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Data from: A reliability study of colour-Doppler sonography for the diagnosis of chronic cerebrospinal venous insufficiency shows low inter-rater agreement

Citation

Leone, Maurizio A. et al. (2013), Data from: A reliability study of colour-Doppler sonography for the diagnosis of chronic cerebrospinal venous insufficiency shows low inter-rater agreement, Dryad, Dataset, https://doi.org/10.5061/dryad.7k048

Abstract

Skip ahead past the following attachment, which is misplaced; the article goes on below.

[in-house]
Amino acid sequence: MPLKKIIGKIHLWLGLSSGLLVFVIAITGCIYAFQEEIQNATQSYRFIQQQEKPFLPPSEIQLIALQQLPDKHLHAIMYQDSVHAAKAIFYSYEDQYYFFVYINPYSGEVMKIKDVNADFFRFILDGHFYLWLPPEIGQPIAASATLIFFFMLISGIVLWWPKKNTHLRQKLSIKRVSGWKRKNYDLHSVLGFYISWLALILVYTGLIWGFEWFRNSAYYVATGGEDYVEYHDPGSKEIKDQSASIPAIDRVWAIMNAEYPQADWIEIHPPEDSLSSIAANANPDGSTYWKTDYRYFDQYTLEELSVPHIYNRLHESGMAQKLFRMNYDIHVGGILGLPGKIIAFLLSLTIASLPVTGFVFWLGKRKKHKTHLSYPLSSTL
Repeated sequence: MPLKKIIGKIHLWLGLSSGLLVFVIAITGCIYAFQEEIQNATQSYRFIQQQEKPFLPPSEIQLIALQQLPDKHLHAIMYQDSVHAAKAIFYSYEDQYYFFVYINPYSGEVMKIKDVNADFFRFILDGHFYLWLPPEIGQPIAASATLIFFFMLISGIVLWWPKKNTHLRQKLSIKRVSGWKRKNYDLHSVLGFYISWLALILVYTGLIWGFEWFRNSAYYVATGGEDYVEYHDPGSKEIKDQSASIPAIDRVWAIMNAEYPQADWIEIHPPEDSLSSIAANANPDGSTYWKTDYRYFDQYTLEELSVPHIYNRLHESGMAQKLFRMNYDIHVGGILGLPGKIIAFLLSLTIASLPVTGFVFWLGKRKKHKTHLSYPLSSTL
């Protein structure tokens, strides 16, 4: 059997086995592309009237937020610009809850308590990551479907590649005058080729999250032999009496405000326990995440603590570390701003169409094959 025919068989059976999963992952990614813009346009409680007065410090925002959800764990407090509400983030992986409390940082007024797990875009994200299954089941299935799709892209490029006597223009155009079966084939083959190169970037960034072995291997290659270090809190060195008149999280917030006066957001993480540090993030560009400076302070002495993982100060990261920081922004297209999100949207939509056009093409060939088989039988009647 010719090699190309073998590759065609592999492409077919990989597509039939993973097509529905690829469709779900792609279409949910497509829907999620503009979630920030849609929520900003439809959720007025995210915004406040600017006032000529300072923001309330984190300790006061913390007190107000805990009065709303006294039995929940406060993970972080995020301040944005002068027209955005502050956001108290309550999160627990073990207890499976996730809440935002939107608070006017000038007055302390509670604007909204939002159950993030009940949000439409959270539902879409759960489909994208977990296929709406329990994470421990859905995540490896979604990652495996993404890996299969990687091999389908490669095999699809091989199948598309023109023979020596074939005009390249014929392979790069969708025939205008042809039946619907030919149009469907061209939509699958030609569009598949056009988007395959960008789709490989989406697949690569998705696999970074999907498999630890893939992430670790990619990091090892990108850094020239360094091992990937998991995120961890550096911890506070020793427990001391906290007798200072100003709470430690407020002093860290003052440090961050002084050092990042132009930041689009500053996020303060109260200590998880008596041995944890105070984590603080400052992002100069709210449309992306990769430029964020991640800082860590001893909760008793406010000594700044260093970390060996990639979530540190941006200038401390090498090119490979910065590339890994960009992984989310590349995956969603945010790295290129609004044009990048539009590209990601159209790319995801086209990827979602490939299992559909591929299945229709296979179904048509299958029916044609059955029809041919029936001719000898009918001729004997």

Objective: Chronic cerebrospinal venous insufficiency (CCSVI) has been extremely variable associated with multiple sclerosis in color-Doppler sonographic studies. We aimed to evaluate inter-rater agreement in color doppler sonograpy venous examination. Design: Inter-rater agreement study. Setting: First-referral multiple sclerosis centre. Participants: thirty-eight multiple sclerosis patients, and 55 age-matched (± 5 years) controls. Intervention: sonography was carried out in accordance with Zamboni's five criteria by 8 sonographers with different expertise, blinded to the status of cases and controls. Each subject was evaluated by two operators. Primary and secondary outcome measures: inter-rater agreement was measured through the Kappa statistics and the Intraclass Correlation Coefficient. Results: The agreement was no higher than chance for criterion 2-reflux in the deep cerebral veins (Kappa=-0.02) and 4-flow not Doppler-detectable in one or both the internal jugular (IJVs) or vertebral veins (VVs) (-0.09). It was substantially low for criterion 1-reflux in the IJVs and/or VVs (0.29), criterion 3-IJV stenosis or malformations (0.23), and criterion 5-absence of IJV diameter increase when passing from sitting to supine position (0.22). The Kappa value for CCSVI as a whole was 0.20 (95% confidence limits=-0.01 - 0.42). Intraclass Correlation Coefficients for the measure of cross-sectional area ranged from 0.05 to 0.25. Inter-rater agreement was low for CCSVI experts (kappa= 0.24; -0.11 to 0.59), and non-experts (0.20; -0.33 to 0.73); neurologists (0.21; -0.06 to 0.47) and non neurologists (0.18; -0.20 to 0.56); cases (0.19; -0.14 to 0.52) and controls (0.21; -0.08 to 0.49). Zamboni-trained neurosonographers ascertained CCSVI more frequently than non-trained. Conclusions: Agreement was unsatisfactory for the diagnosis of CCSVI as a whole, for each of its five criteria, and according to different subgroups. Standardization of the method is urgently needed prior to its further application in studies of patients with multiple sclerosis or other neurological diseases.

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